Definition:Legendre's Constant

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Legendre's constant (or the Legendre constant) is a mathematical constant conjectured by Adrien-Marie Legendre to specify the prime-counting function $\map \pi n$.

Legendre conjectured in $1796$ that $\map \pi n$ satisfies:

$\displaystyle \lim_{n \mathop \to \infty} \map \pi n - \frac n {\map \ln n} = B$

where $B$ is Legendre's constant.

If such a number $B$ exists, then this implies the Prime Number Theorem.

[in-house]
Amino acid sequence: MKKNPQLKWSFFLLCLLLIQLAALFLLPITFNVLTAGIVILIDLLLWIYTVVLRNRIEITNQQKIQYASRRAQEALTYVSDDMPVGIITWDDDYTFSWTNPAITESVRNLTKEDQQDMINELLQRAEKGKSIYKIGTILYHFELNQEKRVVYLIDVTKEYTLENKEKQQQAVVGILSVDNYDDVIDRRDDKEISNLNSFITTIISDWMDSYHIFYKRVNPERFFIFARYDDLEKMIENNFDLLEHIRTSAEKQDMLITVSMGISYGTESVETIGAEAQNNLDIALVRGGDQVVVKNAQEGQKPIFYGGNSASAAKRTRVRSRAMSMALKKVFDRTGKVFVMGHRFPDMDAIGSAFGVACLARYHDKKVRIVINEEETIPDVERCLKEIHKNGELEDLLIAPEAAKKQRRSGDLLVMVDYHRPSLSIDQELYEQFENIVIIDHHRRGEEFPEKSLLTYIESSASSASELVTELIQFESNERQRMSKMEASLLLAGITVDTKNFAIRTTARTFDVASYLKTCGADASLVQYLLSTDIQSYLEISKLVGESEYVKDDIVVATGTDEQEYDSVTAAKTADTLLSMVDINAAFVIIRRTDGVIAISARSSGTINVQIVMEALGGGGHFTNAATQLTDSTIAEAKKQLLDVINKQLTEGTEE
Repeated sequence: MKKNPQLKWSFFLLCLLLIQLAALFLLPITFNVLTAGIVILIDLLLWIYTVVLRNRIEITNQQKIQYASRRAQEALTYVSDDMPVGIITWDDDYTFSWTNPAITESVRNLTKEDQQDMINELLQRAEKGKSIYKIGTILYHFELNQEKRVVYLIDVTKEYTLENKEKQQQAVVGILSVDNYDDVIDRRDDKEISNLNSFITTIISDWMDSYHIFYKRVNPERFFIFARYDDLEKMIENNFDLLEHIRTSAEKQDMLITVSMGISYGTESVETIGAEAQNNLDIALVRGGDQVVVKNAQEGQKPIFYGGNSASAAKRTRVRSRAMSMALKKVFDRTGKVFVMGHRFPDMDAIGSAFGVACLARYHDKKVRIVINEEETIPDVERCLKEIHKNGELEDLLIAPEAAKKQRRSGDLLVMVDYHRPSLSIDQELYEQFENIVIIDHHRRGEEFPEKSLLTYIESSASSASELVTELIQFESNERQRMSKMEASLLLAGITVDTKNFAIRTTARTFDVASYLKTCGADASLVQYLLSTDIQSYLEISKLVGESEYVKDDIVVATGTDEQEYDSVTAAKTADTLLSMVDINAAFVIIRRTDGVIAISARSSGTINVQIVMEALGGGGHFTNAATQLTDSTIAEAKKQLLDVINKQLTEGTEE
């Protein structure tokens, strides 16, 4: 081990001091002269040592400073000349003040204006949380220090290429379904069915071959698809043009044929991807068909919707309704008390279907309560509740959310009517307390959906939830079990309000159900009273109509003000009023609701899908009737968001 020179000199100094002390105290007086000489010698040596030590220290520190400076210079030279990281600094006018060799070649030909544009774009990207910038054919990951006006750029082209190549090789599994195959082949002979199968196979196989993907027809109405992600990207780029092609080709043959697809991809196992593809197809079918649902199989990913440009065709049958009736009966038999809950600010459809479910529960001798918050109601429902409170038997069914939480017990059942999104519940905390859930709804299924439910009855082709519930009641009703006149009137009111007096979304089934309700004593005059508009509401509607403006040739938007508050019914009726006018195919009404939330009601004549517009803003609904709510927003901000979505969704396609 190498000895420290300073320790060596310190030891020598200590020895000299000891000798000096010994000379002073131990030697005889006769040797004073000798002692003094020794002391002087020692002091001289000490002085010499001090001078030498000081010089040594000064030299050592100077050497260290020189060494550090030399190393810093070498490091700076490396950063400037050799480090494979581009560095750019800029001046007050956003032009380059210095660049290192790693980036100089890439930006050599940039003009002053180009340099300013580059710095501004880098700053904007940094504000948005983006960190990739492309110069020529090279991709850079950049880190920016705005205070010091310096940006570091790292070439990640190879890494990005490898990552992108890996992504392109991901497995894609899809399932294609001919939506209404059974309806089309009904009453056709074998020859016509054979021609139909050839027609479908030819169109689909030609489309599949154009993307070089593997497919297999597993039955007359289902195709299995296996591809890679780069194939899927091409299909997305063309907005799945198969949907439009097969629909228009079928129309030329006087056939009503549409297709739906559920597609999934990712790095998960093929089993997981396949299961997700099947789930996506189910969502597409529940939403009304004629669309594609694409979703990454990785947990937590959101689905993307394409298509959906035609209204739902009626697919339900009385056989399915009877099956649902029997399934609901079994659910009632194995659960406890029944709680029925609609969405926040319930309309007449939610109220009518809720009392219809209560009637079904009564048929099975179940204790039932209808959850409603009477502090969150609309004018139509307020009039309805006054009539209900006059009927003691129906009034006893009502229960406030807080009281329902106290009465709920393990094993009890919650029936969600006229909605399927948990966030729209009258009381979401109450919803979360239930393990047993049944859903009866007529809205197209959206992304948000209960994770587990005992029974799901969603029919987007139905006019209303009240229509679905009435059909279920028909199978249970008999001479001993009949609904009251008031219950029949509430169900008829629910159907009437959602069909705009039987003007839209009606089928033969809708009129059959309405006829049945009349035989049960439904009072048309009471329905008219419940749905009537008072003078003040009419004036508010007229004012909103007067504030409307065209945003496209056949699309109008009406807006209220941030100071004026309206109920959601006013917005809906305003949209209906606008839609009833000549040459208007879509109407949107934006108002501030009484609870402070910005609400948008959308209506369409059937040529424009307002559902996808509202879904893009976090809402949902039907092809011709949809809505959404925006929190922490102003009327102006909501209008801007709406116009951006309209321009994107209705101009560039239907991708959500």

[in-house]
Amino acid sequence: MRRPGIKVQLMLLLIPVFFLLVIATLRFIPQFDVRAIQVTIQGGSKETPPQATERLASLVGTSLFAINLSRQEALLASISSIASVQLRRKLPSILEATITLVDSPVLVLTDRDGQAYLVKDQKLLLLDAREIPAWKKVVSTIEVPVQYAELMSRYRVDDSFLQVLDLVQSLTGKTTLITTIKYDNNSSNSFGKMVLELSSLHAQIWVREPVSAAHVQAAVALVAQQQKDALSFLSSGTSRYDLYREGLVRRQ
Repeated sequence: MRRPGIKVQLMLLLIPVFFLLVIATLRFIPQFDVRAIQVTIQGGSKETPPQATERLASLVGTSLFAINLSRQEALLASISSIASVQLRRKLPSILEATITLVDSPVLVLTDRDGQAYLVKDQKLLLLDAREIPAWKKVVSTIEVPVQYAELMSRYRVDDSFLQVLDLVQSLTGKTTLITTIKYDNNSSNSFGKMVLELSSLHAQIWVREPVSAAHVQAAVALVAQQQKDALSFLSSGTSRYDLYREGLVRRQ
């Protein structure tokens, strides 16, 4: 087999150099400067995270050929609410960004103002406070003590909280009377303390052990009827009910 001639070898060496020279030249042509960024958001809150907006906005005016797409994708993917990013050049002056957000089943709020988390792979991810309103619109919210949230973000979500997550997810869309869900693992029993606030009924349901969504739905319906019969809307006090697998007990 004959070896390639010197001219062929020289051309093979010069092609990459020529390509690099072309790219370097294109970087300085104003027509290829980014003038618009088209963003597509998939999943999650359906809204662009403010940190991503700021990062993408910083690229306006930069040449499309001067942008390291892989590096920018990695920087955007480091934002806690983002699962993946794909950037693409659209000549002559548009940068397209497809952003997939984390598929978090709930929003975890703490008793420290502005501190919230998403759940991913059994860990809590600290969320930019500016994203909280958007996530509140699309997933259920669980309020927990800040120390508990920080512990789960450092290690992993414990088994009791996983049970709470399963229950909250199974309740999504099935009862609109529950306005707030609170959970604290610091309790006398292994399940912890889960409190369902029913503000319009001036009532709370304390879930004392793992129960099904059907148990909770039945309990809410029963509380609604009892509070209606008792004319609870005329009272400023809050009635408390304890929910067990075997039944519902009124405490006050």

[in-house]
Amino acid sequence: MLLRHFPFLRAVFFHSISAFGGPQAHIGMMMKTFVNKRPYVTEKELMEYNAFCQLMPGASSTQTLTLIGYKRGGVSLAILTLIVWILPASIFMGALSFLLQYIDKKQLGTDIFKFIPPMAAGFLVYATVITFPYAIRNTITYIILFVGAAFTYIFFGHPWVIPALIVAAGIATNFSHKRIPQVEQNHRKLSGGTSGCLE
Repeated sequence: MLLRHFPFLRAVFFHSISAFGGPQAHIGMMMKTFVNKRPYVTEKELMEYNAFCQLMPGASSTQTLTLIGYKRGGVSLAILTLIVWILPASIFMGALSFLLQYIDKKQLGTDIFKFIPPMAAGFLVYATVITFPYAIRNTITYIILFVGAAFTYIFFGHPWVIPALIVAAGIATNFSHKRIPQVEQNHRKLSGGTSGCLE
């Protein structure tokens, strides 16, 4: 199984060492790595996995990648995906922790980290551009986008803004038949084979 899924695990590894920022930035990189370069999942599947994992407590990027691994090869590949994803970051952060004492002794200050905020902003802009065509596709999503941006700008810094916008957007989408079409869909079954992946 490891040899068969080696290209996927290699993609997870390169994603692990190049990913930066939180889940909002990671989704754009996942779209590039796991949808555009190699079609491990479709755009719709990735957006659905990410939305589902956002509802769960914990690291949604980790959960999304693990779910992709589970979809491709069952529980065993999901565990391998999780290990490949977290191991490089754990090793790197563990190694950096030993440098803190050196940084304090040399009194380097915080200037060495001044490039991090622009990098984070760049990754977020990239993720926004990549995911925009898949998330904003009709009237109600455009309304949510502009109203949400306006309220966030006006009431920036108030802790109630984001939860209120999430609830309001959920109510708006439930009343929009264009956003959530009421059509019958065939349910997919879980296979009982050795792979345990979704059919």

Legendre's guess for $B$ was about $1 \cdotp 08366$. This sequence is A228211 in the On-Line Encyclopedia of Integer Sequences (N. J. A. Sloane (Ed.), 2008).

Later, Carl Friedrich Gauss looked at this problem and thought that $B$ might actually be lower.

In $1896$, Jacques Salomon Hadamard and Charles de la Vallée Poussin independently proved the Prime Number Theorem and showed that $B$ is in fact equal to $1$.

Legendre's first guess of $1 \cdotp 08366 \ldots$ is still (incorrectly) referred to as Legendre's constant, even though its "correct" value is in fact exactly $1$.

Hence it is only now of historical importance.

Source of Name

This entry was named for Adrien-Marie Legendre.